Mexican congressmen called for a federal investigation of potential drug cartel ties to the nation’s beauty pageants on Friday after a 23-year-old beauty queen was arrested on suspicion of drug and weapons violations.
Congressional leaders warned that cartels may have infiltrated contests to launder money and said a full investigation was needed.
To many, former preschool teacher Laura Zuniga, named Miss Sinaloa in the drug-plagued northern state’s annual beauty contest, symbolizes declining ethics in Mexico.
“It is very sad. What we are seeing is a loss of values among young people,” said Representative Juan Francisco Rivera, who heads the congressional public safety committee. “There should be an investigation to get to the bottom of this and make sure it [the pageant] is not linked to some type of crime.”
Northern Mexico’s entertainment industry — including concerts, contests and musical groups — has been dogged by reports that powerful drug cartels have “adopted” performers or played a role in laundering drug money through ticket offices.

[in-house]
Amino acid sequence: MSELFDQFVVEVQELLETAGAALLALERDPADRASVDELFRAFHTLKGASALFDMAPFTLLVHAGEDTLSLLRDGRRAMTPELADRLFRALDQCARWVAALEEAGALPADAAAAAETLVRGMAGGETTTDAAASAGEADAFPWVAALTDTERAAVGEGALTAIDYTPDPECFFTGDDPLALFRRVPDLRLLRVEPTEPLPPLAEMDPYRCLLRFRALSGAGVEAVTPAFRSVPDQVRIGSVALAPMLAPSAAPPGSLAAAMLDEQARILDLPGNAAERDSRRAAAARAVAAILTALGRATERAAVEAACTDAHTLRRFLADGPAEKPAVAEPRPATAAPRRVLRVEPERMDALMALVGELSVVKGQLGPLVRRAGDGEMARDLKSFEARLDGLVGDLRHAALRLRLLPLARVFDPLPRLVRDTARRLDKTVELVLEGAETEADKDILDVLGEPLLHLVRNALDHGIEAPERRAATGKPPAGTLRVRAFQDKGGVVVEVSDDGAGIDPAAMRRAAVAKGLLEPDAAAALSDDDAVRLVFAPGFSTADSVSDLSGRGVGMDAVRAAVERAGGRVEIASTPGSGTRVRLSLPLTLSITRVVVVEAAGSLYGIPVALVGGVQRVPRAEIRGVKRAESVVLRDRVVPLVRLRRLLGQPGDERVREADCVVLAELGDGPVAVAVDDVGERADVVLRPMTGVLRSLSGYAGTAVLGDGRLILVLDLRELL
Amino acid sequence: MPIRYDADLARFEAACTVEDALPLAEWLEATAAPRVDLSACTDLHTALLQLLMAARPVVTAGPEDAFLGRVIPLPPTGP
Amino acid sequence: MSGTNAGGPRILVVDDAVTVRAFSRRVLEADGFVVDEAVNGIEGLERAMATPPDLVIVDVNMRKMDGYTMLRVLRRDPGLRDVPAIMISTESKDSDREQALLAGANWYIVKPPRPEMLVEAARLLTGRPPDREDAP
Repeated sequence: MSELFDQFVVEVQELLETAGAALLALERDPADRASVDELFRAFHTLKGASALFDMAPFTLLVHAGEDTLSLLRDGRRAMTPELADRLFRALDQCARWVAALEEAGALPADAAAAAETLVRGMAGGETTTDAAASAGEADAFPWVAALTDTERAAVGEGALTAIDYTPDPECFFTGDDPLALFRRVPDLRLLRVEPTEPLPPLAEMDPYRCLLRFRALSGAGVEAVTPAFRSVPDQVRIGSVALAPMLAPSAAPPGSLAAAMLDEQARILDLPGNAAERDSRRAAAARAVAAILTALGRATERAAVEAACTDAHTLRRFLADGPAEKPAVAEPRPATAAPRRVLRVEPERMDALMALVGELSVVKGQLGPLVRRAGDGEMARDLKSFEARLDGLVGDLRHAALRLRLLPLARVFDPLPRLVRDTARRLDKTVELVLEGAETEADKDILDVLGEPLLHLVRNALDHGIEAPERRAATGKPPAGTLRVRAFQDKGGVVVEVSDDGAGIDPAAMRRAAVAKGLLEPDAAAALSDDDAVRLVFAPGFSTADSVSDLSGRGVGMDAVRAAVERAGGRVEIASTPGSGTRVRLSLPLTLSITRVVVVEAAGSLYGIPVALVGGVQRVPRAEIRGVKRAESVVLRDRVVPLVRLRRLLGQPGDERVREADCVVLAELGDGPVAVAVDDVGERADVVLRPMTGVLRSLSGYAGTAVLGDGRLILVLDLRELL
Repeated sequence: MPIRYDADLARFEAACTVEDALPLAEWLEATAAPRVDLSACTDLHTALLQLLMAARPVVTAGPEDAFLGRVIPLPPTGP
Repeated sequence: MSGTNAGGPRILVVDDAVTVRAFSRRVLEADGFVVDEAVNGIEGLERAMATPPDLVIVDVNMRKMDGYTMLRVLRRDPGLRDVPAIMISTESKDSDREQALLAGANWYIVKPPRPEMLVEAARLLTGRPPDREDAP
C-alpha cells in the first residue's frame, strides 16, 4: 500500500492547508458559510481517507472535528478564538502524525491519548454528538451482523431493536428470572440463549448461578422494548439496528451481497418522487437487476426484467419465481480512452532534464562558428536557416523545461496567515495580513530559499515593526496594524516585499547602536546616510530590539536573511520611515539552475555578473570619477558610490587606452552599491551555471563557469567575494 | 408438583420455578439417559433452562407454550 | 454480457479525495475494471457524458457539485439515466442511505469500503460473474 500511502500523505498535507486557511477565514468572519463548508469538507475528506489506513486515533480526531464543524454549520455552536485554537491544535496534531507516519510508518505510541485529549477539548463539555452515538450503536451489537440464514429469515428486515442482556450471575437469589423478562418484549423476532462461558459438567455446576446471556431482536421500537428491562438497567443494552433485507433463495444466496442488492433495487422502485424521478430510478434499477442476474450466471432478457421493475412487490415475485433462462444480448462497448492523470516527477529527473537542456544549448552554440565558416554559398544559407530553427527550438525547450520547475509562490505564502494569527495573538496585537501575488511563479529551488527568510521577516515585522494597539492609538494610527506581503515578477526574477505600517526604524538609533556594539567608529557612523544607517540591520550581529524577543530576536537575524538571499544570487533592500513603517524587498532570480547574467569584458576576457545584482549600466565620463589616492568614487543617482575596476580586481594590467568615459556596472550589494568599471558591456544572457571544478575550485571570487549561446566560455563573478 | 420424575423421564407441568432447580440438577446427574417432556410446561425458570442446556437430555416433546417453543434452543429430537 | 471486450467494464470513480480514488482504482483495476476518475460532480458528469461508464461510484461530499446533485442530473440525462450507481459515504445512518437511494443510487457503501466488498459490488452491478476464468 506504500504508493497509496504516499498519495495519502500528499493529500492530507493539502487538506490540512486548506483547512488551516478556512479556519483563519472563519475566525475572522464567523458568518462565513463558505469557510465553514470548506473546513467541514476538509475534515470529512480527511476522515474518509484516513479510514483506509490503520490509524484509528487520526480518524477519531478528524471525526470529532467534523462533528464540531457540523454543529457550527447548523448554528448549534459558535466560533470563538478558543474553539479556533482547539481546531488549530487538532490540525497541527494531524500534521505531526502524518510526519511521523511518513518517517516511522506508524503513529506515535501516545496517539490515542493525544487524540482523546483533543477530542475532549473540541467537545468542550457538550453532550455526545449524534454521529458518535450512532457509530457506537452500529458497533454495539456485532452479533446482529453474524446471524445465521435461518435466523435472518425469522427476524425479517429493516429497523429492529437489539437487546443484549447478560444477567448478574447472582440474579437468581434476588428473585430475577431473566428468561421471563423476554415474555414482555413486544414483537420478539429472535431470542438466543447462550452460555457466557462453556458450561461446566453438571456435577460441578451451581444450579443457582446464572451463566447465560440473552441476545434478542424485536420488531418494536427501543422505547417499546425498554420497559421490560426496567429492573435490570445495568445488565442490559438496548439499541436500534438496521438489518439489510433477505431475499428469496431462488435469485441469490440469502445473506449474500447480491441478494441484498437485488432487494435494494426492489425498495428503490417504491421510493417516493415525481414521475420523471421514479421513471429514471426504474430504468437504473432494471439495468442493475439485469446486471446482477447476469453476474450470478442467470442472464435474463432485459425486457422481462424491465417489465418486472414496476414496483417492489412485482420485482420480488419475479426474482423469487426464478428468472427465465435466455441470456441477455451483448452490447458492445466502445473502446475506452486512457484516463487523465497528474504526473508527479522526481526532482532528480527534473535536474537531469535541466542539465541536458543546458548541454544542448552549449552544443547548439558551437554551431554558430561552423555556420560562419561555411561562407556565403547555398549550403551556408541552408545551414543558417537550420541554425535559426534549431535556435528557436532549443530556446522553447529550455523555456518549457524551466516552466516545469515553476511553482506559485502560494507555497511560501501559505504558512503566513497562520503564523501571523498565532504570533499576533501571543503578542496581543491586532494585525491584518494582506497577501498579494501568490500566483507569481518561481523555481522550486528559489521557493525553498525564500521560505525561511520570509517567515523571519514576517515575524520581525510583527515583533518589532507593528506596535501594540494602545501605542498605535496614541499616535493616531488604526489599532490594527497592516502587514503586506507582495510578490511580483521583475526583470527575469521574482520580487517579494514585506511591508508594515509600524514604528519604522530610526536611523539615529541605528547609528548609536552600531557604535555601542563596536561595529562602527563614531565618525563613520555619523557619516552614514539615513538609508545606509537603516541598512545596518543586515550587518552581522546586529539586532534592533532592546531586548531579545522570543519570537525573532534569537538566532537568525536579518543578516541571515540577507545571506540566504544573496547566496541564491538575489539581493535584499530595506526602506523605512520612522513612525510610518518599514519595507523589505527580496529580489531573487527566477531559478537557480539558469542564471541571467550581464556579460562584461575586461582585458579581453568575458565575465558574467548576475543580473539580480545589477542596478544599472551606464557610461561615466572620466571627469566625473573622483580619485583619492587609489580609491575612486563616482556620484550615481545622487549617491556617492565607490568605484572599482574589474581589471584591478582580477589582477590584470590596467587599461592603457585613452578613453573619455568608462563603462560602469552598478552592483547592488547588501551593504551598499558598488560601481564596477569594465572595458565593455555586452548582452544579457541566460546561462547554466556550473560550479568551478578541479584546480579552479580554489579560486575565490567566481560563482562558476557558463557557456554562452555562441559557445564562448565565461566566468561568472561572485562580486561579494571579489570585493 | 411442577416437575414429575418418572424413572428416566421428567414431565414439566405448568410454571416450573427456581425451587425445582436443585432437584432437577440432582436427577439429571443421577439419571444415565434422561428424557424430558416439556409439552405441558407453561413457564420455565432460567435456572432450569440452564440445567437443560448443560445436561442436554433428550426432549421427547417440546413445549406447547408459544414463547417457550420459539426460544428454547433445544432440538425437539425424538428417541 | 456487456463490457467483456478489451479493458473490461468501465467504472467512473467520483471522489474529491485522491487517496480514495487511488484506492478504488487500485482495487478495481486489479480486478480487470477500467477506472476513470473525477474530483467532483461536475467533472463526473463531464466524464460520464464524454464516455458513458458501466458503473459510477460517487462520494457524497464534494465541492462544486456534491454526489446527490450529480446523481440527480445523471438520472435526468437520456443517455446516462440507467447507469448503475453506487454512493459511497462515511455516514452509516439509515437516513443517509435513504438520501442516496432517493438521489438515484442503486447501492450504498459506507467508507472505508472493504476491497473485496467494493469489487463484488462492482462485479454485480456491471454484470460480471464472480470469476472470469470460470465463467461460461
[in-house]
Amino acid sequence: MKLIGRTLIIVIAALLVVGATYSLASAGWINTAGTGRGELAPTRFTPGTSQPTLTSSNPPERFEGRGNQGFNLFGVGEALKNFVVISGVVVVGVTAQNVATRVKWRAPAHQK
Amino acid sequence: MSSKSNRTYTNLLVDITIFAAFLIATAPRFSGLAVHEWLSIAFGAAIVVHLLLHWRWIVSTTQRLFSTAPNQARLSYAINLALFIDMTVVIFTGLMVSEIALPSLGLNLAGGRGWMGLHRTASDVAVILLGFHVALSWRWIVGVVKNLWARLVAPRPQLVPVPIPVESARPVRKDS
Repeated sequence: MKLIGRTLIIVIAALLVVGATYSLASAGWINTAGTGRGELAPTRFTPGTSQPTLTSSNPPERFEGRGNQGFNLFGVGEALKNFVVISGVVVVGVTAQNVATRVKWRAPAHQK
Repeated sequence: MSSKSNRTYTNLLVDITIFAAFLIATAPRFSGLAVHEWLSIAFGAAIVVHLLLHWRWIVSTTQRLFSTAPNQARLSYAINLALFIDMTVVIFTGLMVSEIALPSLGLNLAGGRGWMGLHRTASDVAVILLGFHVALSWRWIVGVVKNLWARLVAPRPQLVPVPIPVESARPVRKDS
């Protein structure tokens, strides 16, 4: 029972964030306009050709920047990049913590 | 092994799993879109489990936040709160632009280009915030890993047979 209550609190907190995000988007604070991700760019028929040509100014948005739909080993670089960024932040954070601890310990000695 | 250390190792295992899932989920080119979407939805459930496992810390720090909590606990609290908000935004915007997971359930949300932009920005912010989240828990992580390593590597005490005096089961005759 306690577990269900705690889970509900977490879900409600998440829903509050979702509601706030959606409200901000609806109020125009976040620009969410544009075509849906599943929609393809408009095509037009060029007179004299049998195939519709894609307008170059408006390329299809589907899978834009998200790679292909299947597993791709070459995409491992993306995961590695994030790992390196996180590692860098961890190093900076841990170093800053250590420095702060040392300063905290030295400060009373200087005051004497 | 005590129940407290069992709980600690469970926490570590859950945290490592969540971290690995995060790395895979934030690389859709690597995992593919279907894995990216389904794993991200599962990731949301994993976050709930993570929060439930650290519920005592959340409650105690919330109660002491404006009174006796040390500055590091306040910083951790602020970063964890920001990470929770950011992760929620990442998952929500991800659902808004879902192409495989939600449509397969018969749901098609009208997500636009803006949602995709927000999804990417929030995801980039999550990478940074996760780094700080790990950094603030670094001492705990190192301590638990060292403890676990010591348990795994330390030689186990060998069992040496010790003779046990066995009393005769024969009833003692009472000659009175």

“There are certainly links to things like money laundering because of the large amounts of money that are spent on producing these types of contests,” Representative Armando Barreiro said.
A Sinaloa state official suggested that pageant organizers may have put Zuniga on a fast track to win the contest, though he did not say why she might have been selected, local media reported.
Investigators have said her boyfriend was a cartel leader.
Zuniga was arrested on Monday while riding in a truck filled with weapons. She and seven men arrested with her will be held for 40 days while police decide whether to charge them, the federal Attorney General’s Office said in a statement.
Prosecutors on Friday said she would be held under house arrest pending an investigation into possible drug trafficking and gun charges.
Investigators say Zuniga was dating one of the detained men, Angel Orlando Garcia, alleged to be one of the leaders of the powerful Juarez drug cartel.
The couple was traveling with six alleged bodyguards in Zapopan, outside Guadalajara, when soldiers stopped their two trucks at a military checkpoint. Inside, authorities found a large stash of weapons, ammunition and US$53,300 in US currency.
Zuniga told police they were planning to travel to Bolivia and Colombia to go shopping.